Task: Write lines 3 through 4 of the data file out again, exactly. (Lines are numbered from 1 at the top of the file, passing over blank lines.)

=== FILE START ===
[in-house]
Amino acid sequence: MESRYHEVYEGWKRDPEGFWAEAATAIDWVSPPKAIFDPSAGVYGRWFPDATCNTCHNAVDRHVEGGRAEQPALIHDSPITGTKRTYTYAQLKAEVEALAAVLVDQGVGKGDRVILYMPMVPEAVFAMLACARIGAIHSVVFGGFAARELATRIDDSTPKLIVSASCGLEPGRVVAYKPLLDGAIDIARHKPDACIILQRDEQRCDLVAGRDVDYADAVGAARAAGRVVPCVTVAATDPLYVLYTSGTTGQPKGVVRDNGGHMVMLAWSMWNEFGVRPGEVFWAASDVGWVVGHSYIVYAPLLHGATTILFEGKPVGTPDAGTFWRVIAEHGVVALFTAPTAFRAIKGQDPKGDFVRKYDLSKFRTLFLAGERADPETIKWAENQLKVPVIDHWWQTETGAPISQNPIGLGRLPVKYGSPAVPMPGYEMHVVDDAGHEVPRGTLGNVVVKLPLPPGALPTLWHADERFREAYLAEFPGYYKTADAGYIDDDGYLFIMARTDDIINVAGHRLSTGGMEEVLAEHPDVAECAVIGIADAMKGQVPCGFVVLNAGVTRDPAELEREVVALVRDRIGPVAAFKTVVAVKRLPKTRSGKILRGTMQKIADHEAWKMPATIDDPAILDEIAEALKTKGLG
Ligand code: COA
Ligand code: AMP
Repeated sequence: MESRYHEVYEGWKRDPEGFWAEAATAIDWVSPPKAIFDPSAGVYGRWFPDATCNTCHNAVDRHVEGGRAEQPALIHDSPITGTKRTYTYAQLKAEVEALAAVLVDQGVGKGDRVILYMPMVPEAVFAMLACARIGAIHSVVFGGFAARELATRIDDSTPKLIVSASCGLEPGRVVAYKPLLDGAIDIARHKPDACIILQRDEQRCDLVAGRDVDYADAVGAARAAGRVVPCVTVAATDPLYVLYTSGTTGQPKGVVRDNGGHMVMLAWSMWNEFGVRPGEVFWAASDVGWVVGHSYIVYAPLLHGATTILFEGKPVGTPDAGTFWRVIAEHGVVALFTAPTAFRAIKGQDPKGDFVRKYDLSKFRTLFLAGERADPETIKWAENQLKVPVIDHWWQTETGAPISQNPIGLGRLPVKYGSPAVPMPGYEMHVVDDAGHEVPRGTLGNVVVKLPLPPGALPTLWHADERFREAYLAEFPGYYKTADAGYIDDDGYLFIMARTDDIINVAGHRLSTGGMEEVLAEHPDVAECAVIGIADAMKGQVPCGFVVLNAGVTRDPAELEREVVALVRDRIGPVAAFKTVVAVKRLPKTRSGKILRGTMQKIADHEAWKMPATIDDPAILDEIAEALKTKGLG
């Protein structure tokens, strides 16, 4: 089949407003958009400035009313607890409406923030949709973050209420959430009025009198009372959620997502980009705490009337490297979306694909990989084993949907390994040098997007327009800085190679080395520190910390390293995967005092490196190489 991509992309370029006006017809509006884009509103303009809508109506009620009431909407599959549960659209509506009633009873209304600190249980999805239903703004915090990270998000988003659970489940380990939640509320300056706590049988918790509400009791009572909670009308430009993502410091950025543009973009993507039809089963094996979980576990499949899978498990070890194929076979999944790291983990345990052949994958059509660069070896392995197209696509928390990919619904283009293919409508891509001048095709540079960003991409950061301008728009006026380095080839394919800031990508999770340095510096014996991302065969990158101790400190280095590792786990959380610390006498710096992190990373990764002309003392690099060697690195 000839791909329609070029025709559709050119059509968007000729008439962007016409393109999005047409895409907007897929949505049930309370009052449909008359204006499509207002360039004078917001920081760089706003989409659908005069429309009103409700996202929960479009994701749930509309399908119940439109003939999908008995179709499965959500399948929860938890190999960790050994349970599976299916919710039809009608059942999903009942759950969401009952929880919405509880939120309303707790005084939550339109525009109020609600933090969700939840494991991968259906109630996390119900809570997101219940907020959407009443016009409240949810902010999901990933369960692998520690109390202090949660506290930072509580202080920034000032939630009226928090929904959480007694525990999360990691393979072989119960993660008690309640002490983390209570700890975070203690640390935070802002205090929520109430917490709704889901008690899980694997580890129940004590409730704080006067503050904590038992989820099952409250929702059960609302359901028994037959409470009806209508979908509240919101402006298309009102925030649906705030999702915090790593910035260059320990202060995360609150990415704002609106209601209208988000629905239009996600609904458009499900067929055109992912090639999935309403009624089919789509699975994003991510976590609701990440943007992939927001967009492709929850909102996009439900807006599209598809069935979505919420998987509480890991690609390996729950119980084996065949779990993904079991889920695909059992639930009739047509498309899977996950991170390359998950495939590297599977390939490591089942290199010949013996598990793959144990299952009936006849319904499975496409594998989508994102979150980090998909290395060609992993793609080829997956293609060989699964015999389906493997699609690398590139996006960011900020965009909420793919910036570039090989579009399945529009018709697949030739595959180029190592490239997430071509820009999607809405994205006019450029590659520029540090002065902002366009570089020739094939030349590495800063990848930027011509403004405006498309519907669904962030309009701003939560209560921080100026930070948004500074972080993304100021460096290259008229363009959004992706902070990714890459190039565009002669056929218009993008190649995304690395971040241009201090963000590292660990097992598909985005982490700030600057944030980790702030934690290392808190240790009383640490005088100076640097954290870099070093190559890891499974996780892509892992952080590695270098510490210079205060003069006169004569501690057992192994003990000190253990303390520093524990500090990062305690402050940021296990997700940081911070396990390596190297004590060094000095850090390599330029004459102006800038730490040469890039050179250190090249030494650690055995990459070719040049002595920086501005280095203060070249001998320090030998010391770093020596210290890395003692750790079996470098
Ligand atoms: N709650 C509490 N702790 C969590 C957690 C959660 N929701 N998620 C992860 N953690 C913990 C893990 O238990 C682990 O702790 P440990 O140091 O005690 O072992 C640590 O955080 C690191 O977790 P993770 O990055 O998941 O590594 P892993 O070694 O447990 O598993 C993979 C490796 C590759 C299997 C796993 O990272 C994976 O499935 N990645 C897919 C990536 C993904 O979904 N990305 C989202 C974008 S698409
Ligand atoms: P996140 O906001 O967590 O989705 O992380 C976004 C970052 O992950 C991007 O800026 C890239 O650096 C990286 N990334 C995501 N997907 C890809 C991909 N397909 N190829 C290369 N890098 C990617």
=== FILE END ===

Ligand code: COA
Ligand code: AMP